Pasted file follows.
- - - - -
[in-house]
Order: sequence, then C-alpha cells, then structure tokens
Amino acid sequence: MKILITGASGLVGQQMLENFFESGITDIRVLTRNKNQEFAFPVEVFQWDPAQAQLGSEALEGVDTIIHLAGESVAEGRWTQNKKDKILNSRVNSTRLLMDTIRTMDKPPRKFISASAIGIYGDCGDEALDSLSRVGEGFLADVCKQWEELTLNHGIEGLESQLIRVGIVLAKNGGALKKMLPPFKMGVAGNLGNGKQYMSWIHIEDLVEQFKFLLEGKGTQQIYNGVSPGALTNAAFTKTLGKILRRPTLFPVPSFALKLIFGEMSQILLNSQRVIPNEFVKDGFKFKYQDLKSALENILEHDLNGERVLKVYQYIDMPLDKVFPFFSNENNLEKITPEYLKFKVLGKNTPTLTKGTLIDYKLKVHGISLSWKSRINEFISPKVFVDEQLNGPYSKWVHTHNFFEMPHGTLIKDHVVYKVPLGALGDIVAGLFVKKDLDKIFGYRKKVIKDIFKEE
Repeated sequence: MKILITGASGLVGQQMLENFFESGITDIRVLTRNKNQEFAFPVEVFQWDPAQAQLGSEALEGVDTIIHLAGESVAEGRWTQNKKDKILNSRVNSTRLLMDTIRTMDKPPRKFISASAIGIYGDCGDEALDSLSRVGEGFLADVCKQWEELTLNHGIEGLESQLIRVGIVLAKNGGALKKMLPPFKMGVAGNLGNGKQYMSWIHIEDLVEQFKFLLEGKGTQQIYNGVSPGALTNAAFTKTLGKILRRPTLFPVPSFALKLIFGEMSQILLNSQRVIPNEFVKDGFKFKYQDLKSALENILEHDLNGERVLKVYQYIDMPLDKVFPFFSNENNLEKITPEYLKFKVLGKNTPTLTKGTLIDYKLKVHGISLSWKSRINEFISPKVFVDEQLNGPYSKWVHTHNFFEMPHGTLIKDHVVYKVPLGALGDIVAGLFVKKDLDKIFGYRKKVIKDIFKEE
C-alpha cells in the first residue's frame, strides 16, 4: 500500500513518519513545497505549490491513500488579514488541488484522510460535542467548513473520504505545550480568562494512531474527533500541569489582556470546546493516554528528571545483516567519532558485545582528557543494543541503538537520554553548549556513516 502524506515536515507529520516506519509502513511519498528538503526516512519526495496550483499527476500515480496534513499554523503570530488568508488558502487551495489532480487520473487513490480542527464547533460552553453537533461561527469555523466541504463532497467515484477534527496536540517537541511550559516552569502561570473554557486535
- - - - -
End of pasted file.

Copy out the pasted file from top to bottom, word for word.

[in-house]
Order: sequence, then C-alpha cells, then structure tokens
Amino acid sequence: MKILITGASGLVGQQMLENFFESGITDIRVLTRNKNQEFAFPVEVFQWDPAQAQLGSEALEGVDTIIHLAGESVAEGRWTQNKKDKILNSRVNSTRLLMDTIRTMDKPPRKFISASAIGIYGDCGDEALDSLSRVGEGFLADVCKQWEELTLNHGIEGLESQLIRVGIVLAKNGGALKKMLPPFKMGVAGNLGNGKQYMSWIHIEDLVEQFKFLLEGKGTQQIYNGVSPGALTNAAFTKTLGKILRRPTLFPVPSFALKLIFGEMSQILLNSQRVIPNEFVKDGFKFKYQDLKSALENILEHDLNGERVLKVYQYIDMPLDKVFPFFSNENNLEKITPEYLKFKVLGKNTPTLTKGTLIDYKLKVHGISLSWKSRINEFISPKVFVDEQLNGPYSKWVHTHNFFEMPHGTLIKDHVVYKVPLGALGDIVAGLFVKKDLDKIFGYRKKVIKDIFKEE
Repeated sequence: MKILITGASGLVGQQMLENFFESGITDIRVLTRNKNQEFAFPVEVFQWDPAQAQLGSEALEGVDTIIHLAGESVAEGRWTQNKKDKILNSRVNSTRLLMDTIRTMDKPPRKFISASAIGIYGDCGDEALDSLSRVGEGFLADVCKQWEELTLNHGIEGLESQLIRVGIVLAKNGGALKKMLPPFKMGVAGNLGNGKQYMSWIHIEDLVEQFKFLLEGKGTQQIYNGVSPGALTNAAFTKTLGKILRRPTLFPVPSFALKLIFGEMSQILLNSQRVIPNEFVKDGFKFKYQDLKSALENILEHDLNGERVLKVYQYIDMPLDKVFPFFSNENNLEKITPEYLKFKVLGKNTPTLTKGTLIDYKLKVHGISLSWKSRINEFISPKVFVDEQLNGPYSKWVHTHNFFEMPHGTLIKDHVVYKVPLGALGDIVAGLFVKKDLDKIFGYRKKVIKDIFKEE
C-alpha cells in the first residue's frame, strides 16, 4: 500500500513518519513545497505549490491513500488579514488541488484522510460535542467548513473520504505545550480568562494512531474527533500541569489582556470546546493516554528528571545483516567519532558485545582528557543494543541503538537520554553548549556513516 502524506515536515507529520516506519509502513511519498528538503526516512519526495496550483499527476500515480496534513499554523503570530488568508488558502487551495489532480487520473487513490480542527464547533460552553453537533461561527469555523466541504463532497467515484477534527496536540517537541511550559516552569502561570473554557486535